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Feb 27, 2019 21:04:24

Developing Organizational Culture

by @danielmiller | 370 words | 🐣 | 314💌

Daniel Miller

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Should you find yourself in the position to direct the culture of an organization, congratulations, that means you're at or near the top, you probably founded it, and with that status comes great responsibility.

Your organization's values are going to be an extension of your values. So it's important to know what your values are. Start with a statement of your own values. This should probably be a document of some kind. Start by putting it all down--no one has to read this document, you can be as honest as you like, and the more honest with yourself you are, the better.

Next, write another document, this time the public version of the above. One form of this is the manager readme. Your audience is your organization, and the future members of your organization (employees, volunteers, investors, etc). Your culture will be an extension of your values, so they deserve to know what those values are, but they don't need to know every detail or reason.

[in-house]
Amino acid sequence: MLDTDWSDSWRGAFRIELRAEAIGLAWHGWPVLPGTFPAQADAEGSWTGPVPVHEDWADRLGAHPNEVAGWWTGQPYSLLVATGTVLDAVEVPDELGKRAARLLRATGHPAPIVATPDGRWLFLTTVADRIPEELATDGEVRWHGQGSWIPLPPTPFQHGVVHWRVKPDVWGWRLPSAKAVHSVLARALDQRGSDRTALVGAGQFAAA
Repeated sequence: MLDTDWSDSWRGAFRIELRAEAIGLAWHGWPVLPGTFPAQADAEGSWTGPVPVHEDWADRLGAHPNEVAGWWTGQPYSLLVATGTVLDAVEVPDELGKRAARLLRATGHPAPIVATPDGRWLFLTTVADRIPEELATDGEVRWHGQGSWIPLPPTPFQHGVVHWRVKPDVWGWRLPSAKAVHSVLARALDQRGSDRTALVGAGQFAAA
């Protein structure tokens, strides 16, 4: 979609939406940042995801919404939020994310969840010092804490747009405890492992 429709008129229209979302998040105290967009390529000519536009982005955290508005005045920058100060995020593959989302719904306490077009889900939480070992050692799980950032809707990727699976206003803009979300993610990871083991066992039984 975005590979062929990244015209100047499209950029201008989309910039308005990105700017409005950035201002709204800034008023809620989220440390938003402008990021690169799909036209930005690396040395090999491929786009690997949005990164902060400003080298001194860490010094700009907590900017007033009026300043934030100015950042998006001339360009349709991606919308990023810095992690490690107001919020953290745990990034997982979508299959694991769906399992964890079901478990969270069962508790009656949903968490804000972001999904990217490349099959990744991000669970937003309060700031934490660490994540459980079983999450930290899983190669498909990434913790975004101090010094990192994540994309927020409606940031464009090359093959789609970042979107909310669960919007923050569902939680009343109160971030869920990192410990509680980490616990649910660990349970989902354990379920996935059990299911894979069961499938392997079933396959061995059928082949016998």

Third, yet another document! Writing helps communicate intent much better than talking or hand-waving, and it will help you think about what kind of culture you want and help you hold yourself accountable to live those values and that culture with your future words and actions. This document should describe how the values you described above translate into organizational behavior. 

If the value is honesty, this document would describe how someone embodies honesty within the organization. Short narratives are good. Try to pick scenarios that help communicate the intent without being overly specific, so they can be applied in all the different contexts in which people will be finding themselves.

Finally, yes, another document. This one is the practical dos and don'ts. Sometimes this is an employee handbook, but if you're a small organization you probably don't need one of those yet. Just lay out your expectations for behavior clearly so there's no guesswork. Try for more many more dos than don'ts.

Doing all this work early in the life of your organization will help it stay on course when things inevitably get rough, keep everyone united and focused, and help attract the kind of people you want to be part of your team.

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